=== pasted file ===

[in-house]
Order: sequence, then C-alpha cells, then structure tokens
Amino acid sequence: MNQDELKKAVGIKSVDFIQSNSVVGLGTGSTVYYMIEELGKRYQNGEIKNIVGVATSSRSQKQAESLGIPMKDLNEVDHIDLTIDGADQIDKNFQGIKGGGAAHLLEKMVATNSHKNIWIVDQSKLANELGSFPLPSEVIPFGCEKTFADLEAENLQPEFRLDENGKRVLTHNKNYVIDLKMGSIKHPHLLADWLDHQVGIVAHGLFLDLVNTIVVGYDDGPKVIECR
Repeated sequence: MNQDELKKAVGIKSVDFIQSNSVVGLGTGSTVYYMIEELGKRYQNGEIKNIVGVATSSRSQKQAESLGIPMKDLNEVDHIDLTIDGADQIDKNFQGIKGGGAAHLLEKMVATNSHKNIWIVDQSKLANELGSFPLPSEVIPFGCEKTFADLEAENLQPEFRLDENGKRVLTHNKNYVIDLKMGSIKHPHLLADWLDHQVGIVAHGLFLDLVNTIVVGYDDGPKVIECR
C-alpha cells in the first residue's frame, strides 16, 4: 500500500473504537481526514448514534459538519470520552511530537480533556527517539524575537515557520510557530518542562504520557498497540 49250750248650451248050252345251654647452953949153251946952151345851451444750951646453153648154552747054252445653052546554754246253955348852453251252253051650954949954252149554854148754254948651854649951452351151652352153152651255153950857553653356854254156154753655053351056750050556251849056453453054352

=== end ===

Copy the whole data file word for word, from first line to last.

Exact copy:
[in-house]
Order: sequence, then C-alpha cells, then structure tokens
Amino acid sequence: MNQDELKKAVGIKSVDFIQSNSVVGLGTGSTVYYMIEELGKRYQNGEIKNIVGVATSSRSQKQAESLGIPMKDLNEVDHIDLTIDGADQIDKNFQGIKGGGAAHLLEKMVATNSHKNIWIVDQSKLANELGSFPLPSEVIPFGCEKTFADLEAENLQPEFRLDENGKRVLTHNKNYVIDLKMGSIKHPHLLADWLDHQVGIVAHGLFLDLVNTIVVGYDDGPKVIECR
Repeated sequence: MNQDELKKAVGIKSVDFIQSNSVVGLGTGSTVYYMIEELGKRYQNGEIKNIVGVATSSRSQKQAESLGIPMKDLNEVDHIDLTIDGADQIDKNFQGIKGGGAAHLLEKMVATNSHKNIWIVDQSKLANELGSFPLPSEVIPFGCEKTFADLEAENLQPEFRLDENGKRVLTHNKNYVIDLKMGSIKHPHLLADWLDHQVGIVAHGLFLDLVNTIVVGYDDGPKVIECR
C-alpha cells in the first residue's frame, strides 16, 4: 500500500473504537481526514448514534459538519470520552511530537480533556527517539524575537515557520510557530518542562504520557498497540 49250750248650451248050252345251654647452953949153251946952151345851451444750951646453153648154552747054252445653052546554754246253955348852453251252253051650954949954252149554854148754254948651854649951452351151652352153152651255153950857553653356854254156154753655053351056750050556251849056453453054352